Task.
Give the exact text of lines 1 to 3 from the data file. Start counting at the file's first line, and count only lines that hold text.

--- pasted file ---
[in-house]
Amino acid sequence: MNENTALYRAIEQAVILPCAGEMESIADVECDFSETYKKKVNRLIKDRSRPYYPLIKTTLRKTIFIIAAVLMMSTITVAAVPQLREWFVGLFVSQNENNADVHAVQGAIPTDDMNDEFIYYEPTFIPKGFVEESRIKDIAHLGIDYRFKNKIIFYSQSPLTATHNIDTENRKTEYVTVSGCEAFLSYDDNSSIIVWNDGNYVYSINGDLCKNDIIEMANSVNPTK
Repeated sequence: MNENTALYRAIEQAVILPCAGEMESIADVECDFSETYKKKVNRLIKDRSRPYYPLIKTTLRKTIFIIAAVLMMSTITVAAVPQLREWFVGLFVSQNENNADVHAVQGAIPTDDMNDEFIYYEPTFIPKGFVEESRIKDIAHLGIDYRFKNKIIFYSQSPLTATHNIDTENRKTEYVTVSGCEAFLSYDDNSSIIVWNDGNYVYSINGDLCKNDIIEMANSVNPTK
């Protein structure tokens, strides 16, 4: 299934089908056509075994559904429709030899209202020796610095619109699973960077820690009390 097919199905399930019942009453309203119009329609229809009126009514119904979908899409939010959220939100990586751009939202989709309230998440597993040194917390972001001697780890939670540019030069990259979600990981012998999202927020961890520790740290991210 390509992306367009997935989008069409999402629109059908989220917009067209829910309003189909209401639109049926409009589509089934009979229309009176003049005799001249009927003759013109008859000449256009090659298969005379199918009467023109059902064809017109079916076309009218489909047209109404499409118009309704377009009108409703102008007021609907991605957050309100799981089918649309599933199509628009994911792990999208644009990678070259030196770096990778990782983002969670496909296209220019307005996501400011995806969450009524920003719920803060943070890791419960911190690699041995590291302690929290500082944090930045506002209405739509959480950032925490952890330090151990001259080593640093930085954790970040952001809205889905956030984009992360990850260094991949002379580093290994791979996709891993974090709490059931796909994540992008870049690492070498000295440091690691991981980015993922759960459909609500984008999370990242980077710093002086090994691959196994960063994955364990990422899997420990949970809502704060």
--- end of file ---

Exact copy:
[in-house]
Amino acid sequence: MNENTALYRAIEQAVILPCAGEMESIADVECDFSETYKKKVNRLIKDRSRPYYPLIKTTLRKTIFIIAAVLMMSTITVAAVPQLREWFVGLFVSQNENNADVHAVQGAIPTDDMNDEFIYYEPTFIPKGFVEESRIKDIAHLGIDYRFKNKIIFYSQSPLTATHNIDTENRKTEYVTVSGCEAFLSYDDNSSIIVWNDGNYVYSINGDLCKNDIIEMANSVNPTK
Repeated sequence: MNENTALYRAIEQAVILPCAGEMESIADVECDFSETYKKKVNRLIKDRSRPYYPLIKTTLRKTIFIIAAVLMMSTITVAAVPQLREWFVGLFVSQNENNADVHAVQGAIPTDDMNDEFIYYEPTFIPKGFVEESRIKDIAHLGIDYRFKNKIIFYSQSPLTATHNIDTENRKTEYVTVSGCEAFLSYDDNSSIIVWNDGNYVYSINGDLCKNDIIEMANSVNPTK